And because Pinterest is a better medium for conveying art – this is the art that speaks to me.

Lost Words

I’ve destroyed or lost countless pieces of writing over the years. Words and effort burnt, thrown away, deleted or mislaid a thousand times.

I remember a square spiral bound notebook I had at university in which I wrote up all my stories as neatly as possible (a hard thing to do when you’re not blessed with neat writing and your mind’s busy writing the thing after the thing you’re transcribing) – some of them only really scenes and snapshots. It didn’t survive. Burnt. But I remember the strongest of the stories it contained.

I remember my storybook from primary school, age 10 or so. Along with that of a friend who had particularly neat writing, it was snaffled by the school to use as some sort of evidence that Kids Do Good Stuff Here and probably found itself travelling to the tip with a skipful of old chairs and hymn books decades ago.

I remember a couple of horror stories I wrote, one at 8ish and one at 14ish. One got lost in the mists of time and the other vanished into the schoolwork heap. I remember one with total clarity but only get flashes of feeling from the other.

I remember a blog hardly anyone knew about, deleted long ago, though some of its ideas have since been recycled. Word and OpenOffice documents galore have met their match at the hands of a dissatisfied Cat and shift-delete.

But alongside the narrative carnage, I’ve been preserving certain writing with the care and attention you’d lavish on a signed first edition. My diaries, of course, survive in all their cringe-inducing glory. But then there are the stories that one way or another needed preserving.

These are the documents that have made it from PC to PC numerous times, some of them making their first few transfers on floppy disks (remember those, kids?) having been typed up from longhand. These are the documents of which I have multiple copies squirrelled away, Just In Case.

I’m not sitting on a pile of would-be bestsellers; this is the group of documents with which I can’t bring myself to part. They have too much in them.

There are poems that I wrote taking the mickey out of certain teachers or when leaving, or even doing, particular jobs – unprintable, sadly, but highly amusing to those of us in the know.

There are the starts of stories that never got finished not because the idea wasn’t sound but because I wasn’t the right me then to write them. I will be someday. Some of these have already been gutted for the good flesh, but I still like to keep the old carcasses around.

Old blogs, too. They may be gone, but they’re not forgotten. Except for the one I killed entirely, I have the best bits from all of them saved.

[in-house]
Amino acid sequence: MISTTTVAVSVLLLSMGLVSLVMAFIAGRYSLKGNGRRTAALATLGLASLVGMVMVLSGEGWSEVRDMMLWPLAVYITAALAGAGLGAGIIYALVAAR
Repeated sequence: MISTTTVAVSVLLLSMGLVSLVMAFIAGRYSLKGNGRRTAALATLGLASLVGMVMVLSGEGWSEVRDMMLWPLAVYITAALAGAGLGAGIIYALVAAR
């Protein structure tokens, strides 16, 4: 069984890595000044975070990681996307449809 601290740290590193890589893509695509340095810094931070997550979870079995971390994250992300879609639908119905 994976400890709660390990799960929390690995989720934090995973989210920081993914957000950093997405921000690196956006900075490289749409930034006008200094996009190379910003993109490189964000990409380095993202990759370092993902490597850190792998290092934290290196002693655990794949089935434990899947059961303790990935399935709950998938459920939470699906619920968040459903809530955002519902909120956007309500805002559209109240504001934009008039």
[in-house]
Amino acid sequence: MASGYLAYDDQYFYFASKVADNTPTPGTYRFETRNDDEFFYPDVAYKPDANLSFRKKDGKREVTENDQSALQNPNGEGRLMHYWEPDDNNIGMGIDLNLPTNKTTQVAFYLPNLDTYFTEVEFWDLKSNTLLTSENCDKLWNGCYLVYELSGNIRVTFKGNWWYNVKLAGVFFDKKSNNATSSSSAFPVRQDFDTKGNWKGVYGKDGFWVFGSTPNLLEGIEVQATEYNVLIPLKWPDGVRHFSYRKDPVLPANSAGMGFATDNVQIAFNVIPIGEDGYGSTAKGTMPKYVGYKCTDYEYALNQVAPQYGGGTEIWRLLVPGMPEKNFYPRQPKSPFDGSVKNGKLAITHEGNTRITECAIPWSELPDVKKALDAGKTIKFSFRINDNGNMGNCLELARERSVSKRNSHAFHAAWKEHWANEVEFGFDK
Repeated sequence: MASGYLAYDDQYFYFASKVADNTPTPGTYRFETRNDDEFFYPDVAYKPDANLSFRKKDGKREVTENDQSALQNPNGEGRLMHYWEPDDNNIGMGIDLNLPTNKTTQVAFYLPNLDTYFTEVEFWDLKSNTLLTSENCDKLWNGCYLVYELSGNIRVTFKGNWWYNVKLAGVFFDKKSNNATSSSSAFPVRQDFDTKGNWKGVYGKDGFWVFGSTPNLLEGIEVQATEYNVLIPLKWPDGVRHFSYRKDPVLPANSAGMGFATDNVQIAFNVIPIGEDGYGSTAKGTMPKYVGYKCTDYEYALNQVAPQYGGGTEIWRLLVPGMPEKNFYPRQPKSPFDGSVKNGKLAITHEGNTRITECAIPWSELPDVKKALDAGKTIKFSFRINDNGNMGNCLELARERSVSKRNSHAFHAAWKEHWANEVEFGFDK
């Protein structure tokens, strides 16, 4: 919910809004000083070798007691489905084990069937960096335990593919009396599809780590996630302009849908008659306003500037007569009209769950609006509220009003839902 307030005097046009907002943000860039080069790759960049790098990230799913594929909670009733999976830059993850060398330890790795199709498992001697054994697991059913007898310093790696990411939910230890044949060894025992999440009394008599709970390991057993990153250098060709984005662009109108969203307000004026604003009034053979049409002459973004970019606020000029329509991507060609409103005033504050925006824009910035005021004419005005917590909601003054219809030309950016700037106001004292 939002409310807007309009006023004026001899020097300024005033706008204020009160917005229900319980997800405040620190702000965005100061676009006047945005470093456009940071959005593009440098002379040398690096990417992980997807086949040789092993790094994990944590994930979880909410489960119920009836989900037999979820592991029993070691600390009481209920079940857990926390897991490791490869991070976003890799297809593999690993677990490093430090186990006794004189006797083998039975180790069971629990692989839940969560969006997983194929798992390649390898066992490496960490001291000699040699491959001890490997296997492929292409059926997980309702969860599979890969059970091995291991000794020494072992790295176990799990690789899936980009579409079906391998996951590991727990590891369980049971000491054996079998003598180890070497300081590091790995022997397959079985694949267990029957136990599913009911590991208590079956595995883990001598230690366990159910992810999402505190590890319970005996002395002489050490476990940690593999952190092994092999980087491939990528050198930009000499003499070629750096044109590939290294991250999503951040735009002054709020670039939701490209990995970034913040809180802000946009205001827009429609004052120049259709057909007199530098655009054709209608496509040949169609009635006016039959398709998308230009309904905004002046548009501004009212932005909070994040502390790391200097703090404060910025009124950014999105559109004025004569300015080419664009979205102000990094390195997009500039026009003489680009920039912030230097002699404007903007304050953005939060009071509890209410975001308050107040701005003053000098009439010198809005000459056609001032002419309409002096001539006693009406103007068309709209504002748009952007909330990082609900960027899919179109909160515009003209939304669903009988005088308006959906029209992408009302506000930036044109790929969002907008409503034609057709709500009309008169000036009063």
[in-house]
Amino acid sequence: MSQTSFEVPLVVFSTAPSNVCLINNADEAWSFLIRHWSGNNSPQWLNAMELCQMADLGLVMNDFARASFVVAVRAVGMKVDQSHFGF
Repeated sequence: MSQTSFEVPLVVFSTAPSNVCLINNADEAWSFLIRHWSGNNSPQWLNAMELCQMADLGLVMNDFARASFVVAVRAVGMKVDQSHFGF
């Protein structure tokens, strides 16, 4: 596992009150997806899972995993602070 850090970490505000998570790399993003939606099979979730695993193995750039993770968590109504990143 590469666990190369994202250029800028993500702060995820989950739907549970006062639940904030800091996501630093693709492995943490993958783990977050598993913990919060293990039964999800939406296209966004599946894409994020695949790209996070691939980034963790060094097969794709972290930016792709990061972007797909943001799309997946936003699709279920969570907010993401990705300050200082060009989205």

There’s the half a book a friend and I wrote to keep ourselves entertained during interminable enforced ‘revision periods’ at school. When we were supposed to be revising for our GCSEs, we were collaborating on a fantasy of proportions that threatened to be epic if we ever finished. We called it Bill. It featured a warlock by the name of Moshollondo, which name will make complete sense to anyone who went to the same school we did who juggles it around a bit to find its origin, and a devil who, now that I think about it, bore a striking resemblance to Lister’s Confidence in the Confidence and Paranoia episode of Red Dwarf. I couldn’t possibly hit the delete button on Bill, even though he’s over two decades old and never likely to be finished.

Some things were never meant to be. Some things served their purpose and don’t need to linger. Some things will find their purpose one day.

And some things were simply made to stick around.

Gig Review: Moulettes & The Crazy World of Arthur Brown, Rescue Rooms, Nottingham

Truth be told, it was the Moulettes that piqued my interest in this gig, at the Rescue Rooms in Nottingham last night. We saw them supporting the Levellers a month or two ago and couldn’t help but be impressed by their infectious variety of modern folk/indie/pop music.

Last night’s show got off to a slightly irksome start after being quite heavily delayed, but despite the not-particularly jam-packed state of the Rescue Rooms the Moulettes did a great job of winning over a restless crowd that clearly didn’t quite know what to expect when cello, double bass and autoharp made an appearance on stage. The second track of an all too short half hour set, the gloriously haunting blend of voices that is ‘Songbird’, made the non-initiated sit up and take notice of the sheer talent on stage, and by the time violinist Georgina Leach and cellist Hannah Miller launched into a thumpingly spirited rendition of strings-only tune ‘Assault’ the crowd was nicely warmed up and appropriately appreciative.